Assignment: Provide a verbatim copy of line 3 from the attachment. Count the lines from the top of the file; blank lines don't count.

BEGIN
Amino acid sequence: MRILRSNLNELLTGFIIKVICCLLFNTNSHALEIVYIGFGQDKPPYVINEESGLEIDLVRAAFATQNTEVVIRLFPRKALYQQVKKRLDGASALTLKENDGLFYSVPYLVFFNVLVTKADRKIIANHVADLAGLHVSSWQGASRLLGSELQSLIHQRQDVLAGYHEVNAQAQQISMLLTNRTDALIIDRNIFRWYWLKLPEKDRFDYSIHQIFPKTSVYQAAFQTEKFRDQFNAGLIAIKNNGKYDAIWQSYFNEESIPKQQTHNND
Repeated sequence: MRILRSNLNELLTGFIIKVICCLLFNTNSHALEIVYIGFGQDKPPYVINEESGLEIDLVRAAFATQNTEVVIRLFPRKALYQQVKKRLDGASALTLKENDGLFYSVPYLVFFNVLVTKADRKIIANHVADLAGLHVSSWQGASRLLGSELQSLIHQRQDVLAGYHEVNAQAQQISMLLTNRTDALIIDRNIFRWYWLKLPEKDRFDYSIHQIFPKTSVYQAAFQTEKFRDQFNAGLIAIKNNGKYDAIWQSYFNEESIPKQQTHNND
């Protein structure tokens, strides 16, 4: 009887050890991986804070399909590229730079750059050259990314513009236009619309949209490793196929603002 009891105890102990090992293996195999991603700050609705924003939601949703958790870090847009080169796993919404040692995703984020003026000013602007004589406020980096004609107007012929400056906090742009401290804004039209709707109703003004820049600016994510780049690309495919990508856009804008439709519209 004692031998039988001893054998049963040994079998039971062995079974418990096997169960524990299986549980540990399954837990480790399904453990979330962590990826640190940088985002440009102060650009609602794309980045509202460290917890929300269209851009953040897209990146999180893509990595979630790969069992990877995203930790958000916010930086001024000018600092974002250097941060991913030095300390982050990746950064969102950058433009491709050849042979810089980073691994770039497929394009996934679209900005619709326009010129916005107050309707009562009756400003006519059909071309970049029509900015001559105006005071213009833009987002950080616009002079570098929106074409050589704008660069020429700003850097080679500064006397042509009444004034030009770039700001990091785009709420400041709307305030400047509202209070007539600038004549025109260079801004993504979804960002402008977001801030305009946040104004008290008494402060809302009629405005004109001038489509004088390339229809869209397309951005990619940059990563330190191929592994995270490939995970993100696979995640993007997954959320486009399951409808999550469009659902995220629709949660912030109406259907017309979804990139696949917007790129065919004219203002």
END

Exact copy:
């Protein structure tokens, strides 16, 4: 009887050890991986804070399909590229730079750059050259990314513009236009619309949209490793196929603002 009891105890102990090992293996195999991603700050609705924003939601949703958790870090847009080169796993919404040692995703984020003026000013602007004589406020980096004609107007012929400056906090742009401290804004039209709707109703003004820049600016994510780049690309495919990508856009804008439709519209 004692031998039988001893054998049963040994079998039971062995079974418990096997169960524990299986549980540990399954837990480790399904453990979330962590990826640190940088985002440009102060650009609602794309980045509202460290917890929300269209851009953040897209990146999180893509990595979630790969069992990877995203930790958000916010930086001024000018600092974002250097941060991913030095300390982050990746950064969102950058433009491709050849042979810089980073691994770039497929394009996934679209900005619709326009010129916005107050309707009562009756400003006519059909071309970049029509900015001559105006005071213009833009987002950080616009002079570098929106074409050589704008660069020429700003850097080679500064006397042509009444004034030009770039700001990091785009709420400041709307305030400047509202209070007539600038004549025109260079801004993504979804960002402008977001801030305009946040104004008290008494402060809302009629405005004109001038489509004088390339229809869209397309951005990619940059990563330190191929592994995270490939995970993100696979995640993007997954959320486009399951409808999550469009659902995220629709949660912030109406259907017309979804990139696949917007790129065919004219203002």